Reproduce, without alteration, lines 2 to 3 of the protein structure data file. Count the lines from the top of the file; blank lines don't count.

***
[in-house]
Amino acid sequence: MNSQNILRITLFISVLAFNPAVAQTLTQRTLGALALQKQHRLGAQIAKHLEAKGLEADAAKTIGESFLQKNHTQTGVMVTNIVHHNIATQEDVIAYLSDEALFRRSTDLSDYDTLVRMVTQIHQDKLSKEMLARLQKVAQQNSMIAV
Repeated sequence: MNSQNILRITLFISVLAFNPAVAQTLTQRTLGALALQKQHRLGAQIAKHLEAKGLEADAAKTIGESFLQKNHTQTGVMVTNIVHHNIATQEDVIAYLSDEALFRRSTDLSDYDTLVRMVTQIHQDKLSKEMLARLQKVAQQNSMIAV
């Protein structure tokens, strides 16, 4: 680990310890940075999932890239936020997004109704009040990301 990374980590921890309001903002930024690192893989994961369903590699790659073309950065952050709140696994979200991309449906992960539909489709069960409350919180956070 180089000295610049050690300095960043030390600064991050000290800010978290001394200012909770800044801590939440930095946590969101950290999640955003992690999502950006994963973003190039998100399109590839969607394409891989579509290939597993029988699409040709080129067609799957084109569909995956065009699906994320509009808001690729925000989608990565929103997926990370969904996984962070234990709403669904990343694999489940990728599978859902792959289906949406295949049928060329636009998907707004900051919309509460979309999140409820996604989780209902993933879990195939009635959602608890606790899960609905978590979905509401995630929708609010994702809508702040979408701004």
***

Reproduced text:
Amino acid sequence: MNSQNILRITLFISVLAFNPAVAQTLTQRTLGALALQKQHRLGAQIAKHLEAKGLEADAAKTIGESFLQKNHTQTGVMVTNIVHHNIATQEDVIAYLSDEALFRRSTDLSDYDTLVRMVTQIHQDKLSKEMLARLQKVAQQNSMIAV
Repeated sequence: MNSQNILRITLFISVLAFNPAVAQTLTQRTLGALALQKQHRLGAQIAKHLEAKGLEADAAKTIGESFLQKNHTQTGVMVTNIVHHNIATQEDVIAYLSDEALFRRSTDLSDYDTLVRMVTQIHQDKLSKEMLARLQKVAQQNSMIAV